Art and Architecture

Explore the Venetian

Love

A monumental artwork has arrived: Laura Kimpton’s LOVE. Bring a loved one and be inspired by this exclusive installation.

Renaissance Venice in Las Vegas

Founded in 421 A.D., Venice grew to become the center of a maritime republic and one of most influential cultural cities in the Mediterranean world. In a brash move to proclaim Venice’s arrival as a city on par with Rome, two Venetian merchants stole the relics of St. Mark the Evangelist from Alexandria in 828 A.D. The relics were received with great ceremony and housed in the newly built Basilica of San Marco in 832. With that, St. Mark had replaced St. Theodore as the patron saint of Venice. By the 16th century, Venice had colonized all of northeastern Italy and held a monopoly over Mediterranean trade.

"Acqua di Cristallo" in The Palazzo Lobby

Standing majestically in the center of The Palazzo Lobby, Samuel G. Bocchicchio’s “Acqua di Cristallo” is a unique water sculpture that has wowed visitors since its unveiling in 2008. Translucent carven women grace the sides of “Acqua di Cristallo” while water provides a coruscating effect that casts light all about the grand lobby of the hotel. This wonder of art and construction actually occupies two levels, with its base on the ground level of The Palazzo.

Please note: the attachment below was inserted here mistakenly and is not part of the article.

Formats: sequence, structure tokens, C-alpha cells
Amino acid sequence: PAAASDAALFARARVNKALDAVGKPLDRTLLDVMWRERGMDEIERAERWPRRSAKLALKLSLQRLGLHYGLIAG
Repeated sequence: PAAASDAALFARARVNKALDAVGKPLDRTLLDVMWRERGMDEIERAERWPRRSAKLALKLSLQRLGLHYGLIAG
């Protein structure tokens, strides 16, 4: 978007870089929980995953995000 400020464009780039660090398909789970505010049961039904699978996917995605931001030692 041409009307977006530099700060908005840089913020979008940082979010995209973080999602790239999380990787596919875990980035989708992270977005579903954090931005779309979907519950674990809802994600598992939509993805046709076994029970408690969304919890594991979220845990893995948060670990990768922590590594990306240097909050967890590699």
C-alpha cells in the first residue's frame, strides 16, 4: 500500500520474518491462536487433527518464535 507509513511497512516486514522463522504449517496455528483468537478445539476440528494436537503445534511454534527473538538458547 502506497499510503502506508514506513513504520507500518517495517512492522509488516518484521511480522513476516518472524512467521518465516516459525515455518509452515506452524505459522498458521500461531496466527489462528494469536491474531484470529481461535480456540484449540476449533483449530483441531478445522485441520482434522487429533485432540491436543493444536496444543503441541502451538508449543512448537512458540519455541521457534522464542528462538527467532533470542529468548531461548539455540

The Armillary Sphere at The Venetian

The Armillary Sphere of The Venetian is a grand reminder of the Renaissance spirit that guided the scholars and statesmen of Venice, Italy. This stunning recreation is the centerpiece of The Venetian lobby, and an inspiring window onto the artful craftsmanship that created it. Standing beneath the frescoed ceiling, the Armillary Sphere is a wonderful backdrop for photographs before heading into The Venetian proper.

The Campanile Tower at The Venetian

Perhaps the most iconic of all the landmarks of The Venetian Las Vegas, the Campanile Tower has a long and glorious history. One of the most famous events to take place in the Tower was Galileo demonstrating his new invention, a telescope, to the Doge of Venice.

The first construction of the Campanile Tower began in the ninth century. It was primarily used as a lighthouse for the docks near the Piazzetta. The Campanile Tower was finally completed in the 12th century, at which time the logetta was added to the base of the structure.

Throughout the intervening centuries, the Campanile Tower was rebuilt several times due to earthquakes or other disasters. In 1912, the Tower underwent its last reconstruction. This is the final iteration that has been etched into modern history and the version that was recreated here at The Venetian.

St. Mark’s Square

Dive into the history and architecture of the most famous area in Venice, St. Mark’s Few cities, ancient or modern, can claim such distinctive and historically important icons and constructions in such a relatively small area as can Venice, Italy with its St. Mark’s Square.  The handiwork and artistry of the Venetians of the Renaissance era left no canvas unpainted nor marble unchiseled.  And the most remarkable and noteworthy sights of Venice – the Bridge of Sighs, the Campanile Tower, the Rialto Bridge, the Doge’s Palace, and many others – are replete with intricate and fascinating details that tell the proud story of this ancient site of art, learning, and trade.

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